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Take steps to winterize exterior

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To cut energy bills and prevent damage from water, ice and snow this winter, it pays to button up the house before bad weather hits.

Here are some preventive maintenance tips for roofs, gutters, walks and driveways.

Roof and gutter drainage. Even aging, slightly waffled shingles can shed rain in the summer. But winter weather poses more problems, particularly ice damming. It can block drainage paths and force freezing water up the roof and under shingles, old or new. The ice may stay there for days of cold weather—until it melts on a warmer, sunnier day and drains into the house.

Clearing gutters. It's the most obvious, but often neglected, pre-winter job: clearing twigs and leaves from the gutters so water and melting ice won't be blocked. It's a tough, grimy job. But after it's done, take the extra time to flood the system using a garden hose to be sure it drains freely.

Clearing downspouts. There are many gutter gadgets designed to prevent blockages, such as wire baskets and gutter screens. Wet leaves are supposed to pile up on them, dry out, and blow away. Sometimes they work. Sometimes they create a clog themselves. Slat systems do a better job because there are no more gutters to clog. But slat systems deposit roof water along the foundation instead of carrying it away from the house. This kind of installation simply trades one problem for another: clogged and overflowing gutters for foundation leaks and a wet basement. What if you stick with real gutters and they won't drain freely, even after cleaning? Look for hidden blockages in the S-shaped fitting commonly used to channel water from the roof overhang back to a house-mounted downspout.

Preventing ice dams. These damaging blockages form along the roof overhang. Here's how. Rising heat gradually melts a blanket of snow on the main roof from the bottom up. Protected from cold air, the water trickles down the roof. Then it reaches the cold overhang where there is no heated living space below, and freezes. The ice traps more water and migrates up and under the shingles, expanding as it freezes. There are two good ways to prevent damage. First, add ceiling insulation to keep heat from rising to the roof. Second, increase under-roof ventilation to keep the roof cool. (This also helps control condensation and other problems year round.) If you're repairing or replacing a roof, take the extra step of installing a leak-proof backup membrane on the overhang. This fail-safe system is a self-adhering rubbery sheet (such as W.R. Grace's Ice and Water Shield) that sticks to the plywood roof decking. It is also self-sealing, and closes tightly around nails driven through covering layers of shingles. Ice still may get through shingles on the overhang. But when it melts, water runs down the sheet and into the gutter.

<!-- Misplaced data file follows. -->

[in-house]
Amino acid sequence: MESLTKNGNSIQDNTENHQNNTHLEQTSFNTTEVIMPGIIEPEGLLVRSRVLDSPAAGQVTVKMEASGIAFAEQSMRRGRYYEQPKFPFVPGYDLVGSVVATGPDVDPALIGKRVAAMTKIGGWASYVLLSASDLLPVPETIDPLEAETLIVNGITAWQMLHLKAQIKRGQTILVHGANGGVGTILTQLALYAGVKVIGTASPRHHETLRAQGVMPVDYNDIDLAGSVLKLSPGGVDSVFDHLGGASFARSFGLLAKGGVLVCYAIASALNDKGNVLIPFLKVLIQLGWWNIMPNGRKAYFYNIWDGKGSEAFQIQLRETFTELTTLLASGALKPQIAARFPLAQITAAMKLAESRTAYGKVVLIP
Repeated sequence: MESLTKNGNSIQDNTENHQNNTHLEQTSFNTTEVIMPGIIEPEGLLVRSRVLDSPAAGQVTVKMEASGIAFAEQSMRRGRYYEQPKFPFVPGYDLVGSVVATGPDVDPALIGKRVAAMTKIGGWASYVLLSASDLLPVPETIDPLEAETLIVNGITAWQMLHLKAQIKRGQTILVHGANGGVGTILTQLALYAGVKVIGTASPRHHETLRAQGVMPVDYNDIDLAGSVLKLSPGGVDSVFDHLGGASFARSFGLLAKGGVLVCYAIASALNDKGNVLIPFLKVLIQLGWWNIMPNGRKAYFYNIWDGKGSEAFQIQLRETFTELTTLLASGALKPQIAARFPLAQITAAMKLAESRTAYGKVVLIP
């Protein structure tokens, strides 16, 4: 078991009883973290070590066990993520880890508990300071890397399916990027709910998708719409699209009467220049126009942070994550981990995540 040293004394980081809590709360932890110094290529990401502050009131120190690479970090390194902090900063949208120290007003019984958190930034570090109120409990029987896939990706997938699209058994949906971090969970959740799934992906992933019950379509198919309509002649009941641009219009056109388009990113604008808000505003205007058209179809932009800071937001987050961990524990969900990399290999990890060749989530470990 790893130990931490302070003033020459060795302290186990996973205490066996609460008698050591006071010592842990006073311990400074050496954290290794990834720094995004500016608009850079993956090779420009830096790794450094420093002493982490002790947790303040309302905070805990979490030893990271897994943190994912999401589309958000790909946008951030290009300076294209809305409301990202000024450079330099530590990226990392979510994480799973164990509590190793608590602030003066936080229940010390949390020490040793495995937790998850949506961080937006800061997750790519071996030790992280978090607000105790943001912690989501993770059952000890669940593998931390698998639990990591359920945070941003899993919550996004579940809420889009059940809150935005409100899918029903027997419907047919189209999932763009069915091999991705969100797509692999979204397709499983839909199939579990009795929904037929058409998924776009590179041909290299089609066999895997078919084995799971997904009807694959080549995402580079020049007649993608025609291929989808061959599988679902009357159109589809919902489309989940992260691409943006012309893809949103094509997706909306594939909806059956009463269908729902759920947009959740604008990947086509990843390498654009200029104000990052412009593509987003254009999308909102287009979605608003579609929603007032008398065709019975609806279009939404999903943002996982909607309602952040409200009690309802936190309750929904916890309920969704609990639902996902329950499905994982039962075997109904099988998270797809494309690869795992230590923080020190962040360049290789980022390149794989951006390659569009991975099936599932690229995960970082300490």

Yards, walks, and drives. There are two main ways to prevent winter weather problems in the yard: drain water away from the house, and patch cracks in drives and walks so that water doesn't seep in, freeze, and break them apart.

Yard drainage. To guide water away from the foundation, start by filling in gullies that form near the building where water drips off the roof.

The ground should slope away from the foundation for at least a foot or two before leveling out. To deal with roof water economically, add an elbow fitting and a few feet of straight pipe to the bottom of downspouts.

The idea is to deposit water where it can't flow back to the foundation. The more permanent (and less noticeable) approach is to fit downspouts into underground pipes that empty into a low spot (maybe a dry well) far from the house. In case all else fails, the best back up is a sump pump that collects leaking water and sends it outdoors.

Patching drives and walks. On either concrete or asphalt, start by sweeping the surface, and cleaning grease and oil with a household detergent. Fill large cracks in asphalt with cold-mix, a malleable, ready-to-use material that you can mound and compact on existing drives and walks.

Follow the same basic sequence on concrete—with a cement-based patch, of course. On chronic cracks, try using a cold chisel and hammer (wearing eye protection) to undercut the edges of the fault.

Then fill with hydraulic cement, which swells as it sets to fill every crevice and keep out water.

Copyright © 2014, Los Angeles Times
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